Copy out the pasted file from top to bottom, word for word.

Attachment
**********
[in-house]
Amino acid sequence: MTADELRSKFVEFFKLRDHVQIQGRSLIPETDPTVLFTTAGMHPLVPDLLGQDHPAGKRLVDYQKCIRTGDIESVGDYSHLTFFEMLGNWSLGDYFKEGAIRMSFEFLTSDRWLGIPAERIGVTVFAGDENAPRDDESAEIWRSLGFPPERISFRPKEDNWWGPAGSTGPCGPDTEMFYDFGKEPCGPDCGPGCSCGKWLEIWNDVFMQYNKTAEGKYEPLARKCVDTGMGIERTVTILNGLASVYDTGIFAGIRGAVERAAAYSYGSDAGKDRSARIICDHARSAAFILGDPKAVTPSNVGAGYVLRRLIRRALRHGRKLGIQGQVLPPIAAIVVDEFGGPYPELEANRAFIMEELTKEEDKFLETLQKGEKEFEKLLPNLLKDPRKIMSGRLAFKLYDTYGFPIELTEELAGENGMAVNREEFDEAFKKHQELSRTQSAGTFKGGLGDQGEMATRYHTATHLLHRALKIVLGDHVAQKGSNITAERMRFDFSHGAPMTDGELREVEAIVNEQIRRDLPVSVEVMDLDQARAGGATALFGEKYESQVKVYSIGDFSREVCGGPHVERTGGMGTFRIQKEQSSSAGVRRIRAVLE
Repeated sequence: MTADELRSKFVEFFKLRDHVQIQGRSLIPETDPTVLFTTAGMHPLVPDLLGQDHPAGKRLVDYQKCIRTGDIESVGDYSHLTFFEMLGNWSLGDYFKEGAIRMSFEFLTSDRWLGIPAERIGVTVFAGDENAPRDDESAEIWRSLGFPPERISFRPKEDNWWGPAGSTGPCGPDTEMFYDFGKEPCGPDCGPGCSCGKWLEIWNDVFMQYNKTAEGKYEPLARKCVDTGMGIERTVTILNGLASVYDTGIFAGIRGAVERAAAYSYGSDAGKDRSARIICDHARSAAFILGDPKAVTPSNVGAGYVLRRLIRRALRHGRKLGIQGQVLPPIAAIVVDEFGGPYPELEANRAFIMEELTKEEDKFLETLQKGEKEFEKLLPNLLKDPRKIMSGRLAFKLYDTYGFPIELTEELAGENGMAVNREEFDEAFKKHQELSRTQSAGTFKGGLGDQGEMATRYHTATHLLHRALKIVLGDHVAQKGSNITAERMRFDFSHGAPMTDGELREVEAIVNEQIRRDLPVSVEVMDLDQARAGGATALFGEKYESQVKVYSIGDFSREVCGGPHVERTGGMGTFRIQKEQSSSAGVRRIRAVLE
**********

[in-house]
Amino acid sequence: MTADELRSKFVEFFKLRDHVQIQGRSLIPETDPTVLFTTAGMHPLVPDLLGQDHPAGKRLVDYQKCIRTGDIESVGDYSHLTFFEMLGNWSLGDYFKEGAIRMSFEFLTSDRWLGIPAERIGVTVFAGDENAPRDDESAEIWRSLGFPPERISFRPKEDNWWGPAGSTGPCGPDTEMFYDFGKEPCGPDCGPGCSCGKWLEIWNDVFMQYNKTAEGKYEPLARKCVDTGMGIERTVTILNGLASVYDTGIFAGIRGAVERAAAYSYGSDAGKDRSARIICDHARSAAFILGDPKAVTPSNVGAGYVLRRLIRRALRHGRKLGIQGQVLPPIAAIVVDEFGGPYPELEANRAFIMEELTKEEDKFLETLQKGEKEFEKLLPNLLKDPRKIMSGRLAFKLYDTYGFPIELTEELAGENGMAVNREEFDEAFKKHQELSRTQSAGTFKGGLGDQGEMATRYHTATHLLHRALKIVLGDHVAQKGSNITAERMRFDFSHGAPMTDGELREVEAIVNEQIRRDLPVSVEVMDLDQARAGGATALFGEKYESQVKVYSIGDFSREVCGGPHVERTGGMGTFRIQKEQSSSAGVRRIRAVLE
Repeated sequence: MTADELRSKFVEFFKLRDHVQIQGRSLIPETDPTVLFTTAGMHPLVPDLLGQDHPAGKRLVDYQKCIRTGDIESVGDYSHLTFFEMLGNWSLGDYFKEGAIRMSFEFLTSDRWLGIPAERIGVTVFAGDENAPRDDESAEIWRSLGFPPERISFRPKEDNWWGPAGSTGPCGPDTEMFYDFGKEPCGPDCGPGCSCGKWLEIWNDVFMQYNKTAEGKYEPLARKCVDTGMGIERTVTILNGLASVYDTGIFAGIRGAVERAAAYSYGSDAGKDRSARIICDHARSAAFILGDPKAVTPSNVGAGYVLRRLIRRALRHGRKLGIQGQVLPPIAAIVVDEFGGPYPELEANRAFIMEELTKEEDKFLETLQKGEKEFEKLLPNLLKDPRKIMSGRLAFKLYDTYGFPIELTEELAGENGMAVNREEFDEAFKKHQELSRTQSAGTFKGGLGDQGEMATRYHTATHLLHRALKIVLGDHVAQKGSNITAERMRFDFSHGAPMTDGELREVEAIVNEQIRRDLPVSVEVMDLDQARAGGATALFGEKYESQVKVYSIGDFSREVCGGPHVERTGGMGTFRIQKEQSSSAGVRRIRAVLE